‘Freedom’ is one of the most fiercely contested words in contemporary global experience. This book provides an up-to-date overview from an anthropological perspective of the diverse ways in which freedom is understood and practised in everyday life, including the emergent relationships between governance, autonomy and liberty. The contributors offer a wealth of ethnographic insight from a variety of geographic, cultural and political contexts. Taken together the essays constitute a radical challenge to assumptions about what freedom means in today’s world.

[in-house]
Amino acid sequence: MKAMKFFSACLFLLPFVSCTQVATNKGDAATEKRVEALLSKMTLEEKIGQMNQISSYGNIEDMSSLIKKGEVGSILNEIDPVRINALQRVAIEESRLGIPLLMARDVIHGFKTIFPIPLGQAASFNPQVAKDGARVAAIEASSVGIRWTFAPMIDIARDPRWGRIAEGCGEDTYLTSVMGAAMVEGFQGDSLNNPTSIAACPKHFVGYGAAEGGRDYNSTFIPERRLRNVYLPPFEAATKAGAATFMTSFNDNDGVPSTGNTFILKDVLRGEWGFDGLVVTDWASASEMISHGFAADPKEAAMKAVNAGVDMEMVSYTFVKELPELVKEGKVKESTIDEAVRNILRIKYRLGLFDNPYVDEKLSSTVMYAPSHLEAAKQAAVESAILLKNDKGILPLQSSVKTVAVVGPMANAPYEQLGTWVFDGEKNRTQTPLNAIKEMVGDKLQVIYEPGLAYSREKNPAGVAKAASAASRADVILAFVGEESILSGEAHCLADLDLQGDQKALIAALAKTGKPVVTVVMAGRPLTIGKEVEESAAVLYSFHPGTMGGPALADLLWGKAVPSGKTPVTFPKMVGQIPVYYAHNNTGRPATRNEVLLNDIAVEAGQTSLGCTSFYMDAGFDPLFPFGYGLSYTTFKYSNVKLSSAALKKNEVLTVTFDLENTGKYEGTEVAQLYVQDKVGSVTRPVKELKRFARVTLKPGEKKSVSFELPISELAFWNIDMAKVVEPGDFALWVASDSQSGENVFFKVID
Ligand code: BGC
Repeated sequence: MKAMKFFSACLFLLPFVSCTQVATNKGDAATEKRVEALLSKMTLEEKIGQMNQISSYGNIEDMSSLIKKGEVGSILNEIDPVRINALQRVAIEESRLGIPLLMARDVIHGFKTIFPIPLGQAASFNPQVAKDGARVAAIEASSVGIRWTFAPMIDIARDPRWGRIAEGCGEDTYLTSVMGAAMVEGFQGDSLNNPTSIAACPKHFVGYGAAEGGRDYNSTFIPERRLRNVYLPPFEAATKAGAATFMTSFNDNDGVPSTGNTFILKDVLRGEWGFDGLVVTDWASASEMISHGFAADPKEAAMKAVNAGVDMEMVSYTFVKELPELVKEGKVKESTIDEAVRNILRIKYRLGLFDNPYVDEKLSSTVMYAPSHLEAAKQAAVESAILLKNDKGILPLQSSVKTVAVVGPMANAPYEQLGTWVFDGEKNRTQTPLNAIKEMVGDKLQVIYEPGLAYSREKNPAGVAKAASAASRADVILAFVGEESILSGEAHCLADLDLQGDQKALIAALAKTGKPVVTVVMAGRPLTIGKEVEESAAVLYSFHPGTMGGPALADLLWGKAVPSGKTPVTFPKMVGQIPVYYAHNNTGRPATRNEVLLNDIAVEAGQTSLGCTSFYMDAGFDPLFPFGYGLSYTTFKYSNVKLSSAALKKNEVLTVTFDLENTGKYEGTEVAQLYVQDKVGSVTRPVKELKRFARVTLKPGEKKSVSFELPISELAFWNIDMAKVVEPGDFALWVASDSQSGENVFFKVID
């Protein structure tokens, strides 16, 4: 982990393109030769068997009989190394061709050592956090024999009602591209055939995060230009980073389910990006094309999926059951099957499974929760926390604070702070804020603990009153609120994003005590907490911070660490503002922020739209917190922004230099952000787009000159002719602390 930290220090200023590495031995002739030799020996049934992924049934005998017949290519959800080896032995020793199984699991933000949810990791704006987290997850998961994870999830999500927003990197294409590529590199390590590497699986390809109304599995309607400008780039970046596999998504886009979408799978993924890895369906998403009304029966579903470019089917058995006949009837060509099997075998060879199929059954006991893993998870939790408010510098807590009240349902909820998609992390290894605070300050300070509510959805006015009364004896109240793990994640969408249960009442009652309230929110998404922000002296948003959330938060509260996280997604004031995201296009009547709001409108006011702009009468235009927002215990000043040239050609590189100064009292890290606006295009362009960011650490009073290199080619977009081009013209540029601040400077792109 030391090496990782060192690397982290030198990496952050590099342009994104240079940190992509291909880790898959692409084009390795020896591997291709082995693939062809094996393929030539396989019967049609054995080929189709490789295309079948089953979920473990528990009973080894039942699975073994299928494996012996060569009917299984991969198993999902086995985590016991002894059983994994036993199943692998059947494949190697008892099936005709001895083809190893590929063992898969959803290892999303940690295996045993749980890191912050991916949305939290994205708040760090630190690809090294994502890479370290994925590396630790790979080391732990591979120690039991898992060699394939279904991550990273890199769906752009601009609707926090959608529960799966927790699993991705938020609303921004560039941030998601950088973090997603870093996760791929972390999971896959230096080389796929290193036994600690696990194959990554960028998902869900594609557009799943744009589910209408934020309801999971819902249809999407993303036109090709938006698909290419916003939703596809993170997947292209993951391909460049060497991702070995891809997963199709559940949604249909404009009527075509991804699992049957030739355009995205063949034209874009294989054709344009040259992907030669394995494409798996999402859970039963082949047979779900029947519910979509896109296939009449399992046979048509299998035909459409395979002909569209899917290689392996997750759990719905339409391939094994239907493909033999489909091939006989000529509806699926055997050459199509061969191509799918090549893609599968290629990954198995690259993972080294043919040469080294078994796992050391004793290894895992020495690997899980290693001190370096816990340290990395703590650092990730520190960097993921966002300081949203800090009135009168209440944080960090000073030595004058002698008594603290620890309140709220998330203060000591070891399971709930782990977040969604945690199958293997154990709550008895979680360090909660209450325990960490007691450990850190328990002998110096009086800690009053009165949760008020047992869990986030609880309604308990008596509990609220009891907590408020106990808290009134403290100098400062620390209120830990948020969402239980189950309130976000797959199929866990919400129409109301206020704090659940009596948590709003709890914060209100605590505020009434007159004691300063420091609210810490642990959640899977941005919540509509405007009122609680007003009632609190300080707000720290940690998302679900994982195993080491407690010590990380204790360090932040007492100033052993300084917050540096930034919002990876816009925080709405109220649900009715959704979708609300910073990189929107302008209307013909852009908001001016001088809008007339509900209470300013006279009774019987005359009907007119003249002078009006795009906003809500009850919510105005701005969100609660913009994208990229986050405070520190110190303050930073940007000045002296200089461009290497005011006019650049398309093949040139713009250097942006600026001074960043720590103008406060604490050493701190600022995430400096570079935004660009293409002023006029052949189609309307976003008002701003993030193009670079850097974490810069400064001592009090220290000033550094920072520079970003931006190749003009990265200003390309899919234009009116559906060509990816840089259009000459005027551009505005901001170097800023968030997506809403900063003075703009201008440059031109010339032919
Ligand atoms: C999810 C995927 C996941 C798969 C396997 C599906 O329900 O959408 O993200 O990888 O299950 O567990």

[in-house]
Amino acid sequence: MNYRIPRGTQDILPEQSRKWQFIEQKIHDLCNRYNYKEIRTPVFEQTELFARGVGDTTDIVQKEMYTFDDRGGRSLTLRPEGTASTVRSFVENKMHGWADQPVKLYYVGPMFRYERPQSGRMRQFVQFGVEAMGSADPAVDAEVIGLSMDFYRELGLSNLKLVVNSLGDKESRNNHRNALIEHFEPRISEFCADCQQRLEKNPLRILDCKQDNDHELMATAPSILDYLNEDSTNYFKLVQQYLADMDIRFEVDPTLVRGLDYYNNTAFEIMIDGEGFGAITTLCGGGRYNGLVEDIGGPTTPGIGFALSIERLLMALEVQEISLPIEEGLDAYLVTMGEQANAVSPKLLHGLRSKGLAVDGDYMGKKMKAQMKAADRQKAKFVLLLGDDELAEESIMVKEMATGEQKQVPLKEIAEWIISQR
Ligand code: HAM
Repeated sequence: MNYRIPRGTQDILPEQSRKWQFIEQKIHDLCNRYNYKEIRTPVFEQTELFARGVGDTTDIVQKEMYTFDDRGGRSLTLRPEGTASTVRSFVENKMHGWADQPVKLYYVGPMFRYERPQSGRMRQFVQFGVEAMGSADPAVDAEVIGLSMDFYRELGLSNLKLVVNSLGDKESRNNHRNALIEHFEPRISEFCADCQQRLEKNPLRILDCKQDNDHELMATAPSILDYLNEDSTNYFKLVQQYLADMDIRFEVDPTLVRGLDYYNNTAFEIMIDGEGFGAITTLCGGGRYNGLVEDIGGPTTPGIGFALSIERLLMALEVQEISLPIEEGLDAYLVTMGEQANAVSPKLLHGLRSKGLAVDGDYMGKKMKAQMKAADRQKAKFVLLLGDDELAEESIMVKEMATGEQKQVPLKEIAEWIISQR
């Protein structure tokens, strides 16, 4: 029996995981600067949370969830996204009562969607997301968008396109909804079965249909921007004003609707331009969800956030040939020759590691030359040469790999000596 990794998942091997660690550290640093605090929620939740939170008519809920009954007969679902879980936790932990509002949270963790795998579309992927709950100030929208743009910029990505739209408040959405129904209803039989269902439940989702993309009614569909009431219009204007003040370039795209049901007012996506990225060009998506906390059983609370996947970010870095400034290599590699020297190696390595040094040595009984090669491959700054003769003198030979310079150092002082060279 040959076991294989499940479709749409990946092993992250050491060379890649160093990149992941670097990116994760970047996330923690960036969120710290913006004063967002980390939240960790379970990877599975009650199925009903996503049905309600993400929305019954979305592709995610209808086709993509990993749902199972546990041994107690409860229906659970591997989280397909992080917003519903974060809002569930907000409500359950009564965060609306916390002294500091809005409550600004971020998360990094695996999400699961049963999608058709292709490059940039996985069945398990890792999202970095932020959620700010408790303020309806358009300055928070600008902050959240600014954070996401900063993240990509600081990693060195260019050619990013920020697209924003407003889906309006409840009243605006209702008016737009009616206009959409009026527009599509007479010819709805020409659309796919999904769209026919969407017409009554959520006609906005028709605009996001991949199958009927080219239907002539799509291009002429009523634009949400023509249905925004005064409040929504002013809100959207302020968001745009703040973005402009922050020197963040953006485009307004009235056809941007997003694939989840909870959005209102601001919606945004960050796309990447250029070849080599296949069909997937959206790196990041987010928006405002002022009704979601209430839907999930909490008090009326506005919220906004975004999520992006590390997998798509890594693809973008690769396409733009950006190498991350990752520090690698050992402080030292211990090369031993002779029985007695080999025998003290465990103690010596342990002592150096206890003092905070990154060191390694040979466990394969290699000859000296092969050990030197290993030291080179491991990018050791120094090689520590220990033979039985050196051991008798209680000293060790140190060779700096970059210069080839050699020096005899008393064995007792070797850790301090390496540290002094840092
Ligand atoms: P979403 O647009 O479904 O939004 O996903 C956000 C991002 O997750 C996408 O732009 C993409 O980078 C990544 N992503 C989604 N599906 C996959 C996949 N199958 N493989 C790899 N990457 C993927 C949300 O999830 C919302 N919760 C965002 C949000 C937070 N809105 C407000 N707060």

1. The inscrutability of freedom and the liberty of a life-project 2. Becoming “No One”: Muneyoshi Yanagi’s Theory of Freedom in the Figure of the Unfree Craftsman 3. John Brown: Freedom and Imposture in the early Twentieth Century Trans-Caribbean 4. Self-Interest and Civil Society: Freedoms and Liberties in South Italian Associationism 5. Livin’ This Way’: Reading Aboriginal Self-Determination Through Some Debates About Freedom 6. Jeronimo’s declaration of independence Piro accounts of slavery and freedom 7. “Don’t mess with my fags!” – said the drug lord: queer liberation in a Brazilian favela 8. Liberty and Lock-in: the trouble with freedom in anthropology